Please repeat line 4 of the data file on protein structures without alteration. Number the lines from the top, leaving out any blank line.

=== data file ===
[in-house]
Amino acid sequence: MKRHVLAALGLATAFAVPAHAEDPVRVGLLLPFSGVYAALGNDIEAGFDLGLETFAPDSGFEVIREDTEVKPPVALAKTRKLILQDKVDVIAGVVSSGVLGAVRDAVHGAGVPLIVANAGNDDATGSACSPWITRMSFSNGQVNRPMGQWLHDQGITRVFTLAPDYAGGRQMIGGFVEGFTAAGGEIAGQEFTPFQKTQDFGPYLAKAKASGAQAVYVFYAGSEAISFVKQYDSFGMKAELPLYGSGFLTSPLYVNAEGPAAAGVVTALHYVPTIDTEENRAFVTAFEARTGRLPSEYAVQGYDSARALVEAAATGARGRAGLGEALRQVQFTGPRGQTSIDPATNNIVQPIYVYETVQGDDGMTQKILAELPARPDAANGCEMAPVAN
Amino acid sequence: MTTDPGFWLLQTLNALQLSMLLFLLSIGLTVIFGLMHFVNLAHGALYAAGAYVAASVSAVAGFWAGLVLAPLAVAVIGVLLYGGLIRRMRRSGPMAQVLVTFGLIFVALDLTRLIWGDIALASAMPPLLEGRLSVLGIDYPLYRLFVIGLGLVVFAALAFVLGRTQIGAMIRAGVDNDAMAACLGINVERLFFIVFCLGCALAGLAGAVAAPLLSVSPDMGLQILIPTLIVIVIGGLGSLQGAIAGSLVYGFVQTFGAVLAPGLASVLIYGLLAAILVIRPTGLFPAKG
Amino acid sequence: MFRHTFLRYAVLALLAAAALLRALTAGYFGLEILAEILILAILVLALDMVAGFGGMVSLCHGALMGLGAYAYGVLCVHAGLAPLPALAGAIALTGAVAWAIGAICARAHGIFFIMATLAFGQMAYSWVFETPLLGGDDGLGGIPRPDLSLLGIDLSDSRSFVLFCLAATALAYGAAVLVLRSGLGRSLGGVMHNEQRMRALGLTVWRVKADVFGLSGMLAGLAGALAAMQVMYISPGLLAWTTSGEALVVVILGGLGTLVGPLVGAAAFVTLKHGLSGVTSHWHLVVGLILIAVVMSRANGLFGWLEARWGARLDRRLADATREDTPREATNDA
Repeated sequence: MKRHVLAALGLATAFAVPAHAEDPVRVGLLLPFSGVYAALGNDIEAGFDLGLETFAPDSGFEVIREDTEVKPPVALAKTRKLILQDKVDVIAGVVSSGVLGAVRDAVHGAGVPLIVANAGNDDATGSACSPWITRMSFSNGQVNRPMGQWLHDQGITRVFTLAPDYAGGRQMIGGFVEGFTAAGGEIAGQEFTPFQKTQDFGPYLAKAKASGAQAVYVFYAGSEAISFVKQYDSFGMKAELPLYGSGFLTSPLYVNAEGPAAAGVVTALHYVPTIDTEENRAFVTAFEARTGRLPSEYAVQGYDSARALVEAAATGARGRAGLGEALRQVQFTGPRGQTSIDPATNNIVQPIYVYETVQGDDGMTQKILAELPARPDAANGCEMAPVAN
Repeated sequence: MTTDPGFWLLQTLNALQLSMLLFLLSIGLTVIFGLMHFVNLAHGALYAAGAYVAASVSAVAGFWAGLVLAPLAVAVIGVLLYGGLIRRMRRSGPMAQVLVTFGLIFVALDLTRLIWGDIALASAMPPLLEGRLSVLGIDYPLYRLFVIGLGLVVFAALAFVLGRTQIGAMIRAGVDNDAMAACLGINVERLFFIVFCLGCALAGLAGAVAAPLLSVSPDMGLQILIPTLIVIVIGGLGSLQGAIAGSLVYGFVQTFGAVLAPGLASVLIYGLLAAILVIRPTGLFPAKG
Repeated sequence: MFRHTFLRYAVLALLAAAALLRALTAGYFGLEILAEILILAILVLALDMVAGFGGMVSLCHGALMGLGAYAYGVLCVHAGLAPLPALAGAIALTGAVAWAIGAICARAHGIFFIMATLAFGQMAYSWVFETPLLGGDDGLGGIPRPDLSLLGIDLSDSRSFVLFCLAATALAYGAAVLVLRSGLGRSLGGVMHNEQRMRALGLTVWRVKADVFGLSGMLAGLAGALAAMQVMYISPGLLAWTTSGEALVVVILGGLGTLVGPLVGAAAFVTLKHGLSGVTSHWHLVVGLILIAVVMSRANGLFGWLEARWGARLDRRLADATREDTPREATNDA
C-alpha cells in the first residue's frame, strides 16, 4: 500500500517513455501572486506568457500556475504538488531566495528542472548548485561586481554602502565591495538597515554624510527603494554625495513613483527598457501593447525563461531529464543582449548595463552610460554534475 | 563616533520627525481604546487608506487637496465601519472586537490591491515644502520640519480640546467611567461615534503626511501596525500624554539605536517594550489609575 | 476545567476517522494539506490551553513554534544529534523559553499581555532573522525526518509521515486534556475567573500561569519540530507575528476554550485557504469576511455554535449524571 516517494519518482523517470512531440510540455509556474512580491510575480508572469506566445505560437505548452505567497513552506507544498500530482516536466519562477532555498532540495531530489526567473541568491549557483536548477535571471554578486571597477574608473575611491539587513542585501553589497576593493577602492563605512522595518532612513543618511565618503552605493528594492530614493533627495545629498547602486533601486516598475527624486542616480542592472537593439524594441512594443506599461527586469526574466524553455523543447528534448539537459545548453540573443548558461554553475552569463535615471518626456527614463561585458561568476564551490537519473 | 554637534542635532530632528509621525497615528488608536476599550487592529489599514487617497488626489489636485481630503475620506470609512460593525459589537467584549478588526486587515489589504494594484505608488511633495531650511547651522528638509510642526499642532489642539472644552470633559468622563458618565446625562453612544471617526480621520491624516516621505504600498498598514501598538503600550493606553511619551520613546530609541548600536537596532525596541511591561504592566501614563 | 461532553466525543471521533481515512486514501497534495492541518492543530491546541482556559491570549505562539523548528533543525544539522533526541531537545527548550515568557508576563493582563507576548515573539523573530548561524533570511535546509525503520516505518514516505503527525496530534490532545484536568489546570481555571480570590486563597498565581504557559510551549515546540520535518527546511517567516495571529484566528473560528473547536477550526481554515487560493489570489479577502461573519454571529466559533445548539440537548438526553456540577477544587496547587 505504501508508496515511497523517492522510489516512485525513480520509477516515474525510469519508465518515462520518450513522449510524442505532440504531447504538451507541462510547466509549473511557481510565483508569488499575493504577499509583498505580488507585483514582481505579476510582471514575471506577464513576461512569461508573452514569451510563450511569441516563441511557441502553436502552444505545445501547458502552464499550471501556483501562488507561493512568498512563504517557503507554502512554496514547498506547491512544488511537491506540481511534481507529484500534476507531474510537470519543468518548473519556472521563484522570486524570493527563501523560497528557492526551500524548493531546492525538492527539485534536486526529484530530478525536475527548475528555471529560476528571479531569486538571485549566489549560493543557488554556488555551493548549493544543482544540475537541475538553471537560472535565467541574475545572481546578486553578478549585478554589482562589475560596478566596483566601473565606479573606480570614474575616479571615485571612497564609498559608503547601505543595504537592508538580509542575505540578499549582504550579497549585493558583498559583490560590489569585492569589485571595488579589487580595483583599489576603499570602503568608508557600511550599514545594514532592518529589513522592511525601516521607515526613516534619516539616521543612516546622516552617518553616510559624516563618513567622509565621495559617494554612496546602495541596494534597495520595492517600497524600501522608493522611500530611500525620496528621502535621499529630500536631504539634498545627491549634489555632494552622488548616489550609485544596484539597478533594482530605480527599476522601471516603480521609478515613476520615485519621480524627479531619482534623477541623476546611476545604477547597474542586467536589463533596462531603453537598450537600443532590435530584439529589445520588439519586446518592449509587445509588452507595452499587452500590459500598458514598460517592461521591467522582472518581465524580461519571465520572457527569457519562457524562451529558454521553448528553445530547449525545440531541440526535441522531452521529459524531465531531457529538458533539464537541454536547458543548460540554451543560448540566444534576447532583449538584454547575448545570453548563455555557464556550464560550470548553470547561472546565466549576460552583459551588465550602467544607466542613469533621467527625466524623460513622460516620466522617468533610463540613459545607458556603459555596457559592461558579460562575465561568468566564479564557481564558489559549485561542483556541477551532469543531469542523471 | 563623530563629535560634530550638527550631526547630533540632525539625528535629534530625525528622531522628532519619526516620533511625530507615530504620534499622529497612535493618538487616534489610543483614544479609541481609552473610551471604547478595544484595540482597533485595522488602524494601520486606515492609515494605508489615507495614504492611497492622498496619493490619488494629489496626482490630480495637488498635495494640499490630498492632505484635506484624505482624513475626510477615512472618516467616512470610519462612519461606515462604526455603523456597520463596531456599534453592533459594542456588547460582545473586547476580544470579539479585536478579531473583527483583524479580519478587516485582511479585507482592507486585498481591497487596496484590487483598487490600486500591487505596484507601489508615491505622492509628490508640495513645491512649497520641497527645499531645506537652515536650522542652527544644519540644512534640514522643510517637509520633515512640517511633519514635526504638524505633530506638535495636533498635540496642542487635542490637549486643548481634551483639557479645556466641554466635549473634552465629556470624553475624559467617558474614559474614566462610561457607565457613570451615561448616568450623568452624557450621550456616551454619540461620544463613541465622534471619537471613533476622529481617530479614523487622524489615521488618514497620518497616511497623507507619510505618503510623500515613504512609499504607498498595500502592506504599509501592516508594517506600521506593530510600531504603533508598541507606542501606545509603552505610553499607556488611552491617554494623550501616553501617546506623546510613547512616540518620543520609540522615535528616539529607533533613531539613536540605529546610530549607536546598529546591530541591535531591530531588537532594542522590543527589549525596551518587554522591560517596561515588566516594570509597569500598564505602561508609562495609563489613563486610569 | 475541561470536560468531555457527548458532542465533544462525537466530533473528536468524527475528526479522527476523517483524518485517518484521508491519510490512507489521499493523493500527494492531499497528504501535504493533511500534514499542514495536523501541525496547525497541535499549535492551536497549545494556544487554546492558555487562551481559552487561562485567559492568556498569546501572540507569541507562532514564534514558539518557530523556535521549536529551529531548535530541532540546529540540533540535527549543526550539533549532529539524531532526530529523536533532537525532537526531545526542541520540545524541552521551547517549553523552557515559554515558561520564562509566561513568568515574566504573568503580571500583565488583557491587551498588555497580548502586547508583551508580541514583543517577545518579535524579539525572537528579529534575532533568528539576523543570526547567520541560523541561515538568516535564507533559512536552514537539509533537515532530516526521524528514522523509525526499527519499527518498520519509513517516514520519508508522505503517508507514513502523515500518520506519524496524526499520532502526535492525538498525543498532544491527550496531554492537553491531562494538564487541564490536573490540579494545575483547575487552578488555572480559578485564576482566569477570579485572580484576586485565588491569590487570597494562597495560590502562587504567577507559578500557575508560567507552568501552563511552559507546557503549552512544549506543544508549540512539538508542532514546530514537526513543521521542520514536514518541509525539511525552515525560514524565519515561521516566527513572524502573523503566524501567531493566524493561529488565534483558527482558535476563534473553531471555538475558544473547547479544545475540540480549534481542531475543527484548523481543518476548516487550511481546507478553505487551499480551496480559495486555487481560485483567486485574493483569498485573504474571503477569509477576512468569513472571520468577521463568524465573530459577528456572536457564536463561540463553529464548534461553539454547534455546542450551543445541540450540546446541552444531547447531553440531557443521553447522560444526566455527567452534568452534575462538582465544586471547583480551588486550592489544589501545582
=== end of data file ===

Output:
Amino acid sequence: MFRHTFLRYAVLALLAAAALLRALTAGYFGLEILAEILILAILVLALDMVAGFGGMVSLCHGALMGLGAYAYGVLCVHAGLAPLPALAGAIALTGAVAWAIGAICARAHGIFFIMATLAFGQMAYSWVFETPLLGGDDGLGGIPRPDLSLLGIDLSDSRSFVLFCLAATALAYGAAVLVLRSGLGRSLGGVMHNEQRMRALGLTVWRVKADVFGLSGMLAGLAGALAAMQVMYISPGLLAWTTSGEALVVVILGGLGTLVGPLVGAAAFVTLKHGLSGVTSHWHLVVGLILIAVVMSRANGLFGWLEARWGARLDRRLADATREDTPREATNDA